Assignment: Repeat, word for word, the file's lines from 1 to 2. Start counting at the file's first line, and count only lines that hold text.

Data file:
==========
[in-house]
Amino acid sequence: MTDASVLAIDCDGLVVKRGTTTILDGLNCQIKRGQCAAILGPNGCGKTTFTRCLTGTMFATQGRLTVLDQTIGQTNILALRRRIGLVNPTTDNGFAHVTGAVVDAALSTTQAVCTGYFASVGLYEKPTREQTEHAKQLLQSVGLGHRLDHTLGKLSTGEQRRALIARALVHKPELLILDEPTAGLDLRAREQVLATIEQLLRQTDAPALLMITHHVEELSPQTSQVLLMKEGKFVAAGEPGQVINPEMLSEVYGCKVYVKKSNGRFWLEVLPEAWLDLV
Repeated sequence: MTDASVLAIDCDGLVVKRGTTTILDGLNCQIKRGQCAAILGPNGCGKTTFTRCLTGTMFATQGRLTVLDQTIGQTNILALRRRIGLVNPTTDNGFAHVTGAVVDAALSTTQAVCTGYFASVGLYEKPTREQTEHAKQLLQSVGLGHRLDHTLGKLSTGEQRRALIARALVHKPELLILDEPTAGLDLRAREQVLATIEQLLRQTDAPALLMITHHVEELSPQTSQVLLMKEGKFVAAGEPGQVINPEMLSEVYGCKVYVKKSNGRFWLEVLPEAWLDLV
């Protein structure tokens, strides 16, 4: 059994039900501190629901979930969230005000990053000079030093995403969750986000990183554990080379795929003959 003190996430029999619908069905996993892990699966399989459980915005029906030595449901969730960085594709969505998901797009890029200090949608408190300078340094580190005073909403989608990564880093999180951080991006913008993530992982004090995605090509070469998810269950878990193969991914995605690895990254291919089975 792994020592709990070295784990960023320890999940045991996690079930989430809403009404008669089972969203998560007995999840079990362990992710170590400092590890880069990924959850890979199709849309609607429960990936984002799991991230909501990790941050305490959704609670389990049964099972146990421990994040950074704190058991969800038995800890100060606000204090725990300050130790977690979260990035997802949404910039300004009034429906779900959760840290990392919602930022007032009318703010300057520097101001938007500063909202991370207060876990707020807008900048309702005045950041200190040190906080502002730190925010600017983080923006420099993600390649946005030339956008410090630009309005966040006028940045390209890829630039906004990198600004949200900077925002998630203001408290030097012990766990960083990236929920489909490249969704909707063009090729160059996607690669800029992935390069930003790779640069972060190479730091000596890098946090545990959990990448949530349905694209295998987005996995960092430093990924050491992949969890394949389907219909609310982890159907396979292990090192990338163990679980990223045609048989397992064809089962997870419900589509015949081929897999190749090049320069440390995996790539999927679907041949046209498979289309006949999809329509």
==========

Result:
[in-house]
Amino acid sequence: MTDASVLAIDCDGLVVKRGTTTILDGLNCQIKRGQCAAILGPNGCGKTTFTRCLTGTMFATQGRLTVLDQTIGQTNILALRRRIGLVNPTTDNGFAHVTGAVVDAALSTTQAVCTGYFASVGLYEKPTREQTEHAKQLLQSVGLGHRLDHTLGKLSTGEQRRALIARALVHKPELLILDEPTAGLDLRAREQVLATIEQLLRQTDAPALLMITHHVEELSPQTSQVLLMKEGKFVAAGEPGQVINPEMLSEVYGCKVYVKKSNGRFWLEVLPEAWLDLV